Glenny’s lens is one of imperialism. The start of the period he covers is the wane of the Ottoman and Austro-Hungarian empires. The ways in which they sought to undermine each other or to retain power at the edges of their influence had a destructive effect on the peoples of the Balkans. Interference from the other great powers, Britain, France and Russia, made things generally worse. The great powers only sought to extract the wealth of the area as they did all around the world. Nazi Germany’s interest in the region was marginally more positive in that it had an economically beneficial impact, but following classic colonial policy agriculture was encouraged and manufacturing denied. When the Balkans (mostly) become part of the Soviet Union, it looks much like more imperialism to Glenny. The Balkan countries are treated as bread baskets for Russia and state terror follows a similar pattern to that of earlier empires.
Only a handful of pages at the end are devoted to the events in Yugoslavia after the fall of the Iron Curtain, which was a little disappointing (but it seems Glenny has written more elsewhere on the subject) but the threads of history and the interference of the great powers (preferring to call themselves the international community now but still playing the same game of putting their strategic interests over the lives of ordinary people) are visible.
This was a compelling and often disturbing read that inspires me to learn more about the Balkans. I remain convinced that nationalism is one of the stupidest ideas humanity has ever had. And there’s some stiff competition.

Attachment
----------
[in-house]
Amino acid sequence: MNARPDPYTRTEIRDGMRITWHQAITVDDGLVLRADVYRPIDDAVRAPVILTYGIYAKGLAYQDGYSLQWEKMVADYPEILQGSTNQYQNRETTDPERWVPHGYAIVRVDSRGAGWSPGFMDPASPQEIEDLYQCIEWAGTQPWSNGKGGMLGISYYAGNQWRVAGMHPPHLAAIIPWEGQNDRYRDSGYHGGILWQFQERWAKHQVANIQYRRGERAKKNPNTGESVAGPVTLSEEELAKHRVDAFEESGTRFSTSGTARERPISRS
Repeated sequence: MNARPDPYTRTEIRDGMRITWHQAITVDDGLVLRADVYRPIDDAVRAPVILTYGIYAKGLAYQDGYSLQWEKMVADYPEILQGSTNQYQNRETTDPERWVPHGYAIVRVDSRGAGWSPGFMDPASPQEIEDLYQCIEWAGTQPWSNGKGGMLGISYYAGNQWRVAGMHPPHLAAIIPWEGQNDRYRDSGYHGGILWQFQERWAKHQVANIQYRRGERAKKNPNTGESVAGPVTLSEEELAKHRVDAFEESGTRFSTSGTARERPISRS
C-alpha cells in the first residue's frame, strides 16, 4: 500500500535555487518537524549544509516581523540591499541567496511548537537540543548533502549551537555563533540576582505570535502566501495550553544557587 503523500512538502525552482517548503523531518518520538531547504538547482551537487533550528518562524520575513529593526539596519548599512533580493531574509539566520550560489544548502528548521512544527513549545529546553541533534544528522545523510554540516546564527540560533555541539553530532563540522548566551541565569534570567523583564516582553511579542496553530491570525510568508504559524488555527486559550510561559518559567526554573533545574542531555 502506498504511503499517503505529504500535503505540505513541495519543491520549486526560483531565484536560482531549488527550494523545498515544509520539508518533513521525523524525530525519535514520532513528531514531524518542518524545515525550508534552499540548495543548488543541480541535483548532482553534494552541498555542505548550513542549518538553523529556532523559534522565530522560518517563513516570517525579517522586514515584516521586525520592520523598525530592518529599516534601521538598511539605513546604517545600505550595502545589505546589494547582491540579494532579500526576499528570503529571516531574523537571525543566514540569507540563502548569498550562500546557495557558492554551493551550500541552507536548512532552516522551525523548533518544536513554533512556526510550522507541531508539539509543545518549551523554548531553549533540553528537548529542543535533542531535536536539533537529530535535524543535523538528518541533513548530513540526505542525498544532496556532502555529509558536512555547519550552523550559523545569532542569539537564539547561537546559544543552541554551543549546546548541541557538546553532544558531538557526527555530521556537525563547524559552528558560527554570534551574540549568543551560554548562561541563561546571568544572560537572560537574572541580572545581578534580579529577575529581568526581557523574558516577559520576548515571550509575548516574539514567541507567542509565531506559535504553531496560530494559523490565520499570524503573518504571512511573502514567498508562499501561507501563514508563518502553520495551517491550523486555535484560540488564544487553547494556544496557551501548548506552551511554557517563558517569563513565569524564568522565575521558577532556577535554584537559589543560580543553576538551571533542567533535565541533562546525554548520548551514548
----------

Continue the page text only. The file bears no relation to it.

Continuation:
Adrian Tchaikovsky is fast becoming my favourite author. In The Tiger and the Wolf, the first book of the Echoes of the Fall series, Maniye is a child born to two tribes and beloved of neither of them. In this world, all humans have a totem animal and can shift into that shape whenever they like. Some people are born to parents of different tribes and when they hit puberty have to choose one shape over the other. Maniye can’t choose. She tries to choose the Wolf because that is the tribe she was raised in, and she nearly succeeds, but when she passes the trial she learns her father sees her as his pawn in his war against the Tiger. Maniye flees. She finds the Tiger people, and her mother, whom she believed dead, but realises they are as cruel as the Wolf and she is no more accepted there than she had been in the Wolf tribe.
Most of the novel is a chase, with both the Tiger and the Wolf seeking to capture Maniye and her learning to use both shapes to evade them. Over time the souls within her war with each other and her ability to shift shapes becomes unstable. The wolf and the tiger cannot co-exist. In escaping, Maniye has met people from other tribes, some of which have Champion forms as well as their tribe totem. With the help of a priest of the Serpent, Maniye goes in search of a totem strong enough to hold the tiger and the wolf in check.
Over and above the chase story and Maniye’s coming of age story, The Tiger and the Wolf is a story of a world under threat from a great peril. In the legends of the tribes there are tales of the Plague People and how the tribes fled from one land to this one to avoid destruction. Maniye meets many people on her travels because the priests of the tribes are gathering to share their portents. All understand that something terrible is coming. None know what it is.
I loved this. The writing is great and the worldbuilding is exceptional. It is pretty dark. Few of the characters have redeeming features, many of them are at the mercy of their family and tribe and not free to choose how to act. There are betrayals and reversals and deaths of characters that shouldn’t die. And there is an enormous world-destroying threat coming but the tribes are caught up in their local rivalries and politics to lift their heads up and take notice. There’s probably a metaphor in there somewhere.